So you need health insurance, but you have no idea where to start. What should you look for? How do you compare plans? Just like Baskin Robbins’ 31 flavors, it seems like an endless line of options when sifting through different health insurance plans. Don’t worry, while there might be over 400 different plans available to compare at any time there is only a handful of options you will end up considering. Let’s take a look at the seven different types of plans available.
Preferred Provider Organization (PPO)
PPO or preferred Provider Organization is a plan type that offers a higher level of reimbursements when you receive treatment from a “preferred” doctor or hospital. This is also known as your health insurance company’s network. These preferred providers offer services at a greatly reduced cost if they are in your insurance company’s network. PPO’s are the most common type of plan you will find and offer several different plan variation within this structure.
Health Maintenance Organization (HMO)
This plan type works a little different from a PPO. Instead of being able to choose from a list of doctors at a wide array of facilities you are strictly limited to doctors and facilities contracted with that organization. The goal of this plan structure is to have a primary physician manage your care. The most famous example of an HMO structure is Kaiser Permanente. These plans generally offer more affordable coverage than a PPO plan, however that is in exchange for an extremely limited selection of doctors and hospitals.
Health Savings Account (HSA)
My personal favorite. A health savings account (HSA) is a PPO plan that is great for anyone who is interested in getting the most bang for their buck. HSA's generally offer the lowest out-of-pocket risk for the lowest monthly premium. These plans generally have:
- Higher Deductibles
- No Copays
- No Coinsurance
- Lower Monthly Premiums
HSA’s are broken up into two parts. The first part is the High Deductible Health Plan (HDHP), which starts with a minimum deductible of $1,200 individually or $2,400 for a family and maxes out with a $5,950 individual and $11,900 family deductible. The second is the ability to open a health savings account at a bank of your choosing. This allows you to put pre-tax money aside to cover your deductible in case it's needed.
The most familiar option is a traditional “copay” plan. These plans can sometimes offer the most comprehensive benefits at a competitive price. These are also PPO plans and would be something you should consider if you see your doctor on a regular basis or you have to take several brand name prescription medications regularly. These plans generally have:
- Doctor and RX Copays
- Lower Deductibles
- Higher Monthly Premiums
It’s important to note that even if you purchase a copay plan with a low deductible, if it has coinsurance, you could still end up paying several thousand dollars for a major emergency medical procedure.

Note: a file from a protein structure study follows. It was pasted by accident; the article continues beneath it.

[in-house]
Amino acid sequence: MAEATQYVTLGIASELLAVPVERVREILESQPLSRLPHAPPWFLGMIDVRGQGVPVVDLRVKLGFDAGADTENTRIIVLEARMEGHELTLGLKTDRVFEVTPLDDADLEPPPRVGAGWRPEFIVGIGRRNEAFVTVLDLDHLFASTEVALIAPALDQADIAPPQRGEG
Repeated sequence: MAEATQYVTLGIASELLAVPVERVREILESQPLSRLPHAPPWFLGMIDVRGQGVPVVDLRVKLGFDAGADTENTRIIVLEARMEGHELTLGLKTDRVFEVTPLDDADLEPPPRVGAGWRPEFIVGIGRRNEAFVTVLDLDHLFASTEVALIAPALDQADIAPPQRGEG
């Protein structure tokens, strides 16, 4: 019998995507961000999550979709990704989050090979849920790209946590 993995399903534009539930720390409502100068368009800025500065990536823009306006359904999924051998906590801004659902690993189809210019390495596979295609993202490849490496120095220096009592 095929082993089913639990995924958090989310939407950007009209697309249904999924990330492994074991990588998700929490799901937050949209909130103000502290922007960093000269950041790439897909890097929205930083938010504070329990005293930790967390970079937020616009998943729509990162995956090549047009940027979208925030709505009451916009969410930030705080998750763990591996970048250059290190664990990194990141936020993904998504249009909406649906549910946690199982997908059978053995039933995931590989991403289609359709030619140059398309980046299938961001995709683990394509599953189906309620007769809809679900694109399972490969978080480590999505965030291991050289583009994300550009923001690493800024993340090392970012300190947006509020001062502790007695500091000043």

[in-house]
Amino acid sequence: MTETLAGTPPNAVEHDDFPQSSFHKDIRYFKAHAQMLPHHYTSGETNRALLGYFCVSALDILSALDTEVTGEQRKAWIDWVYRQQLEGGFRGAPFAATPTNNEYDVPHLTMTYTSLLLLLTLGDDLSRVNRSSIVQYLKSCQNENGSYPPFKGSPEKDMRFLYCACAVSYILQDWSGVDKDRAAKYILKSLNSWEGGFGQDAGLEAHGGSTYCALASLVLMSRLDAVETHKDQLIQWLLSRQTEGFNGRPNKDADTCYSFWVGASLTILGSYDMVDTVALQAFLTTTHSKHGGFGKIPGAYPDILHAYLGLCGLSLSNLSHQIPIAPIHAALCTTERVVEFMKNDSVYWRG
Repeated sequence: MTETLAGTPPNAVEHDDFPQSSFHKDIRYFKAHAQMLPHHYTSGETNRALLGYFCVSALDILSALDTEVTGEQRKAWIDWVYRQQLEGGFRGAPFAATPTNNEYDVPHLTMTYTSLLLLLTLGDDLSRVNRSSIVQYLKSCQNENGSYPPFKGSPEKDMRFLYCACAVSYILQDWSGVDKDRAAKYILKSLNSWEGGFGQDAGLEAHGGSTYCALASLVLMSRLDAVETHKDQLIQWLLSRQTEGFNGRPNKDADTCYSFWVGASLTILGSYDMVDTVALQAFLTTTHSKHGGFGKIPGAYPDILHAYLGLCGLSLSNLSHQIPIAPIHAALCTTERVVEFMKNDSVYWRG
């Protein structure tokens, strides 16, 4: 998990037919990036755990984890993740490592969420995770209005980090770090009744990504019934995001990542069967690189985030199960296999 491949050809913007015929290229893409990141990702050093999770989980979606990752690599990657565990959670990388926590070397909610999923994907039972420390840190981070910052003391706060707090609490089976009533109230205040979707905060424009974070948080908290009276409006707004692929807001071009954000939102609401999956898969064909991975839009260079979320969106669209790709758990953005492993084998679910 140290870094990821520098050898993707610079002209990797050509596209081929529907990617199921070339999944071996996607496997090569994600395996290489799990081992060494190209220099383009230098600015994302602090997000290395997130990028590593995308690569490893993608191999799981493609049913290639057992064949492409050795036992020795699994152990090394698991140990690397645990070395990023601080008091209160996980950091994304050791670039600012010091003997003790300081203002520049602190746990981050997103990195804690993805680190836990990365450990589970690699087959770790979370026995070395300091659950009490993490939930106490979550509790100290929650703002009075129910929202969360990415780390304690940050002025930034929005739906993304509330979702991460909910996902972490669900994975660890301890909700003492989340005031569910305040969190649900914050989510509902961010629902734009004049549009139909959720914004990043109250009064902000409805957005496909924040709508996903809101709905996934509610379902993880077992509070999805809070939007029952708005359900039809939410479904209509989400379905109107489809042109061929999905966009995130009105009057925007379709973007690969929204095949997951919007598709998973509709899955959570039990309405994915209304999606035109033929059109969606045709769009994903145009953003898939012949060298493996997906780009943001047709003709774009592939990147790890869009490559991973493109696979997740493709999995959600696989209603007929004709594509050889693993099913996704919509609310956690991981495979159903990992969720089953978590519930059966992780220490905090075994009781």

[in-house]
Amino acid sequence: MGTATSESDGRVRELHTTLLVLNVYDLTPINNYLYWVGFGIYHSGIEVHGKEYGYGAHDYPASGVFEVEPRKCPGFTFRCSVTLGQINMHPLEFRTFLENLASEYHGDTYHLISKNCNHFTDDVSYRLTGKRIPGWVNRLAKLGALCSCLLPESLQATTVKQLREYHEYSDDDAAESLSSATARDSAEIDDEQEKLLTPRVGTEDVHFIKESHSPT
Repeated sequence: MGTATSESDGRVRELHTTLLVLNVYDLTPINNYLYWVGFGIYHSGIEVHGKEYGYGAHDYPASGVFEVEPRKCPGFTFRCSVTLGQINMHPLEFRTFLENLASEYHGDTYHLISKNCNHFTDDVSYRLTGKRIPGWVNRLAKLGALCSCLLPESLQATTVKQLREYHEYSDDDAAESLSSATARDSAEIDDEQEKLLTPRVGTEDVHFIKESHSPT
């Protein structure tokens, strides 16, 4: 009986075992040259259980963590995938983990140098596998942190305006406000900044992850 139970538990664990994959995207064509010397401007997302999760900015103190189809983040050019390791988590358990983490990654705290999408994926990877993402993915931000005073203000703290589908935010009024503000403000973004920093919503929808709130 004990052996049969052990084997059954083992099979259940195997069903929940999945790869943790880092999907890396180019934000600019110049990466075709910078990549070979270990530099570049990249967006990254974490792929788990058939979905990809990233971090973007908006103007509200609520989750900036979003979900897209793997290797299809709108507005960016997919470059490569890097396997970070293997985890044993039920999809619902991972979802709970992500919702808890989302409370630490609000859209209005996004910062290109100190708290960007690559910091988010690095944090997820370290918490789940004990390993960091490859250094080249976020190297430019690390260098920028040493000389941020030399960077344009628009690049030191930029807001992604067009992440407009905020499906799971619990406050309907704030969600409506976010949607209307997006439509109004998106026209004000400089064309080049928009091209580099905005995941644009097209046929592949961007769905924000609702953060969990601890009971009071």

Short-Term health insurance is just what it sounds like, insurance coverage for a very specific, or “short” amount of time. This of course is different from the traditional, open ended, coverage provided by the types of policies we just listed. Those plans stay enforce until you cancel them, a short-term policy has a predetermined shelf life, usually between one and six months. These plans generally have:
- Very Inexpensive Premiums
- Basic Coverage
- Quick Turn Around
This type of plan is perfect for anyone who is between jobs, or just graduated college. It features a much quicker application and underwriting process. Permanent insurance plans require extensive medical information and can take as long as two to three weeks to be approved. A short-term policy only asks four or five medical questions and can be processed within 24 hours.
Every insurance company has a different name for this type of plan, be it value, saver, smartsense, etc. The purpose of these plans is to offer a limited amount of the comprehensive benefits found in a copay plan combined with the low cost savings of a health savings account. These plans generally have:
- Limited copays
- Higher Out-of-Pocket Maximum
- Cheaper Premiums
My least favorite type of coverage. Indemnity plans are really a last resort option. These plans pay a fixed, upfront, fee for certain medical services. For example, if you had to be admitted to the hospital this plan might pay the first $500 of that stay. This defeats the real purpose of insurance, which is to protect you from serious financial loss. Only paying a limited, fixed amount for medical services could leave you holding a pretty heavy bag during a medical emergency.
Whatever option ends up working best for you, knowing the strength and weakness of each plan type is crucial to providing yourself with the protection you need. Don’t ever get talked into a plan because it’s dirt cheap or because it’s “top of the line” there is no right or wrong, good or bad answer. The only thing that is important is if that type of health insurance plan is right for you.
Have you purchased the wrong type of health insurance before? If so, what plan did you buy and how did it not meet your needs?